A moment, and the luster of the light flung its own magic brilliancy over the Algerine water-line, and then shone full on the heights of El Biar and Bouzariah, and on the lofty, delicate form of the Italian pines that here and there, Sicilian-like, threw out their graceful heads against the amber sun-glow and the deep azure of the heavens. Then swiftly, suddenly, the sun sank; twilight passed like a gray, gliding shade, an instant, over earth and sea; and night—the balmy, sultry, star-studded night of Africa,—fell over the thirsty leafage longing for its dews, the closed flowers that slumbered at its touch, the seared and blackened plains to which its coolness could bring no herbage, the massive hills that seemed to lie so calmly in its rest.
Camped on one of the bare stretches above the Mustapha Road was a circle of Arab tents; the circle was irregularly kept, and the Krumas were scattered at will; here a low one of canvas, there one of goatskin; here a white towering canopy of teleze, there a low striped little nest of shelter, and loftier than all, the stately beit el shar of the Sheik, with his standard stuck into the earth in front of it, with its heavy folds hanging listlessly in the sultry, breathless air.
The encampment stretched far over the level, arid earth, and there was more than one tent where the shadowing folds of the banner marked the abode of some noble Djied. Disorder reigned supreme, in all the desert freedom; horses and mules, goats and camels, tethered, strayed among the conical houses of hair, browsing off the littered straw or the tossed-down hay; and caldrons seethed and hissed over wood fires, whose lurid light was flung on the eagle features and the white haiks of the wanderers who watched the boiling of their mess, or fed the embers with dry sticks. Round other fires, having finished the eating of their couscousson, the Bedouins lay full-length; enjoying the solemn silence which they love so little to break, and smoking their long pipes; while through the shadows about them glided the lofty figures of their brethren, with the folds of their sweeping burnous floating in the gloom. It was a picture, Rembrandt in color, Oriental in composition; with the darkness surrounding it stretching out into endless distance that led to the mystic silence of the great desert; and above the intense blue of the gorgeous night, with the stars burning through white, transparent mists of slowly drifting clouds.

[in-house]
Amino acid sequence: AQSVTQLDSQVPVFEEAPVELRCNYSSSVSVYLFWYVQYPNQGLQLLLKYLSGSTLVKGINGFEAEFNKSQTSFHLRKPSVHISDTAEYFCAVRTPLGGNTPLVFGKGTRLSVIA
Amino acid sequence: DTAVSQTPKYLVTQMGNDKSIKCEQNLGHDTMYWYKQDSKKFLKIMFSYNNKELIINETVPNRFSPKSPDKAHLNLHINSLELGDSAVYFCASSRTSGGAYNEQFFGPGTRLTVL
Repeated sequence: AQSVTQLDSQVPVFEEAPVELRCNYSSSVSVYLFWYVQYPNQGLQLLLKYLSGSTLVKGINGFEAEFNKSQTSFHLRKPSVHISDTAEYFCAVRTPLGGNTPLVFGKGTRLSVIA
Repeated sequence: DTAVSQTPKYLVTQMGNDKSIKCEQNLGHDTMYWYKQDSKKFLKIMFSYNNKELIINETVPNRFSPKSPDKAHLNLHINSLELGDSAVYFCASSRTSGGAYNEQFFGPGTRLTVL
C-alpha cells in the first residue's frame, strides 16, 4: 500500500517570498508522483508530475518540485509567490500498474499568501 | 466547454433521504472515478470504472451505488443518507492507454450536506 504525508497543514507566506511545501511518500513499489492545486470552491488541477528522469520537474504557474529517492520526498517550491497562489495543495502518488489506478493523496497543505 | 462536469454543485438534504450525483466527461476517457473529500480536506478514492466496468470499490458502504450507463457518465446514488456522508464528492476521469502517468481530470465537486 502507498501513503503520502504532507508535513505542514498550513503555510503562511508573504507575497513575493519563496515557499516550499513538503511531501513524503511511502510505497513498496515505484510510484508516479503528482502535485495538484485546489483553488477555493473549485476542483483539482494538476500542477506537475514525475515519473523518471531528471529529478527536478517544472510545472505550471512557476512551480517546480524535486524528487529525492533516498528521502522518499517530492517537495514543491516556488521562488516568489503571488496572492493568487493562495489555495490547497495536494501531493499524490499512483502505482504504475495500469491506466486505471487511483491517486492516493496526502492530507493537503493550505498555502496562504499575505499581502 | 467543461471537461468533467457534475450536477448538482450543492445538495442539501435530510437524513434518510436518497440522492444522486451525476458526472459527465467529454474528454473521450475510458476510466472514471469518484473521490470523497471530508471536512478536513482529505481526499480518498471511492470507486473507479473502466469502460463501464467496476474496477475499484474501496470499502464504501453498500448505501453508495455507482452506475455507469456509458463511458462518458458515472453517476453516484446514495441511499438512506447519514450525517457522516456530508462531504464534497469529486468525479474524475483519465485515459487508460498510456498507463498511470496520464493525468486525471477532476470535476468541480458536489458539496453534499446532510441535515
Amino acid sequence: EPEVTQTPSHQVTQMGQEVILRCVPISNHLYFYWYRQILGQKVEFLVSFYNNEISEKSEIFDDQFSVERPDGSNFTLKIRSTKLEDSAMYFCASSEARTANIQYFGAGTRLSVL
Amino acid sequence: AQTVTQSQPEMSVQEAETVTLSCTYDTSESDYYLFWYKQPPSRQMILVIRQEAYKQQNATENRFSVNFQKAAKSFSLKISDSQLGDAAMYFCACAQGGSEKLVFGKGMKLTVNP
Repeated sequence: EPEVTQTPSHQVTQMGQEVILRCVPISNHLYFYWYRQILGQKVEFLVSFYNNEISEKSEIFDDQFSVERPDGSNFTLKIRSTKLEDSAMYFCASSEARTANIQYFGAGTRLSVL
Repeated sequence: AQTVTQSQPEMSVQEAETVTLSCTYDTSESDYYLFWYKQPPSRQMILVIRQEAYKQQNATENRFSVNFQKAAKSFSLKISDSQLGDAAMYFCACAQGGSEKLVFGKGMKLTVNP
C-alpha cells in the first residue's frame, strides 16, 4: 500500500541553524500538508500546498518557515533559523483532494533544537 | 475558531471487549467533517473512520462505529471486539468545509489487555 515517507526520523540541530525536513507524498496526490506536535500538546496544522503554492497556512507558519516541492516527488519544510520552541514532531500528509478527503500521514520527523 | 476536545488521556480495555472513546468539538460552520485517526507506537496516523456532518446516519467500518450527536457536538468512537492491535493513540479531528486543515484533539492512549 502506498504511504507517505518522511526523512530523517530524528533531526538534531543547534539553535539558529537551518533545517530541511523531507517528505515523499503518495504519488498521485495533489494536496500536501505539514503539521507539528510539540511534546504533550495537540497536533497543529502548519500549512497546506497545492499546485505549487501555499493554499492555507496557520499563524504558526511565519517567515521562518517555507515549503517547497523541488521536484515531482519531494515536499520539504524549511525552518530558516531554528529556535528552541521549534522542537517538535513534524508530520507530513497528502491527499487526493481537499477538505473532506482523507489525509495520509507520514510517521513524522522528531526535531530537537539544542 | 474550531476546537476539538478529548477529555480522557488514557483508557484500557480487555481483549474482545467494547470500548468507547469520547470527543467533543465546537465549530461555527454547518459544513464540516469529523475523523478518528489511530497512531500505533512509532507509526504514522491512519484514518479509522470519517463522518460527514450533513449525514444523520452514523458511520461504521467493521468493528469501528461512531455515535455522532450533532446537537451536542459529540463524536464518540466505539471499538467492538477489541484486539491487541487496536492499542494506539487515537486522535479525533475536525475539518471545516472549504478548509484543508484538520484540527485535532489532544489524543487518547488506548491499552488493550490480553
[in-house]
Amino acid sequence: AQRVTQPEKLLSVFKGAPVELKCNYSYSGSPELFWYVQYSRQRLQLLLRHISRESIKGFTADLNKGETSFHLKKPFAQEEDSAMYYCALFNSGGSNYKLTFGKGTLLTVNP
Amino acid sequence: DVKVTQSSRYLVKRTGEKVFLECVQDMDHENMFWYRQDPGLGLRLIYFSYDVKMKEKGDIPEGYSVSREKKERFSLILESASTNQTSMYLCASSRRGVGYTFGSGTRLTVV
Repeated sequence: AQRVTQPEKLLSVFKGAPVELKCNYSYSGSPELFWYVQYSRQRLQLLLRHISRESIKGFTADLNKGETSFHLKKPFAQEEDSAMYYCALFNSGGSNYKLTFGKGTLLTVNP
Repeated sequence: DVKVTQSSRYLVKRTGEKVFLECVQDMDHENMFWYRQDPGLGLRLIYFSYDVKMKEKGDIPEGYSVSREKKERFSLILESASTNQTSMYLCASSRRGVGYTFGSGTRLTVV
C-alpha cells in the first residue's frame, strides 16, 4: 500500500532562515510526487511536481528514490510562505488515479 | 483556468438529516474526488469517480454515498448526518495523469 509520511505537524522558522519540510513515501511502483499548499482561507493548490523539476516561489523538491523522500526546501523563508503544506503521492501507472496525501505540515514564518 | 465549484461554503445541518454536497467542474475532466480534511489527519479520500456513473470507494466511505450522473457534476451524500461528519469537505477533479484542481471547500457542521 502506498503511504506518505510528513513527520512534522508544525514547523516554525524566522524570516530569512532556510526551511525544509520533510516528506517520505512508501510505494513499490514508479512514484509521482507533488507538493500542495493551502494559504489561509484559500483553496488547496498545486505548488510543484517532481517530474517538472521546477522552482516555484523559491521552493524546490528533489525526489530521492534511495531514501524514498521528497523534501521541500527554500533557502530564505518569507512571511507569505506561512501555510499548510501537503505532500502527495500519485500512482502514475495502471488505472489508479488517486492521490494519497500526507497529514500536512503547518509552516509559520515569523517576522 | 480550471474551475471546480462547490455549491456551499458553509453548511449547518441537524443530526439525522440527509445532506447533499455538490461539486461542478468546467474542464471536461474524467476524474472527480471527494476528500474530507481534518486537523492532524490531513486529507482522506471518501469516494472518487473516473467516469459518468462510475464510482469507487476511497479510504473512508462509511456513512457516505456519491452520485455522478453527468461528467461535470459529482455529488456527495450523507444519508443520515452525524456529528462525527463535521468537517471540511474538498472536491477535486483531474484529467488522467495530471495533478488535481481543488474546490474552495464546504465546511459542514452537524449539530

In the central tent, tall and crimson-striped, with its mighty standard reared in front, and its opening free to the night, sat the Khalifa, the head of the tribe, with a circle of Arabs about him. He was thrown on his cushions, rich enough for a seraglio, while the rest squatted on the morocco carpet that covered the bare ground, and that was strewn with round brass Moorish trays and little cups emptied of their coffee. The sides of the tent were hung with guns and swords, lavishly adorned; and in the middle stood a tall Turkish candle-branch in fretted work, whose light struggled with the white flood of the moon, and the ruddy, fitful glare from a wood fire without.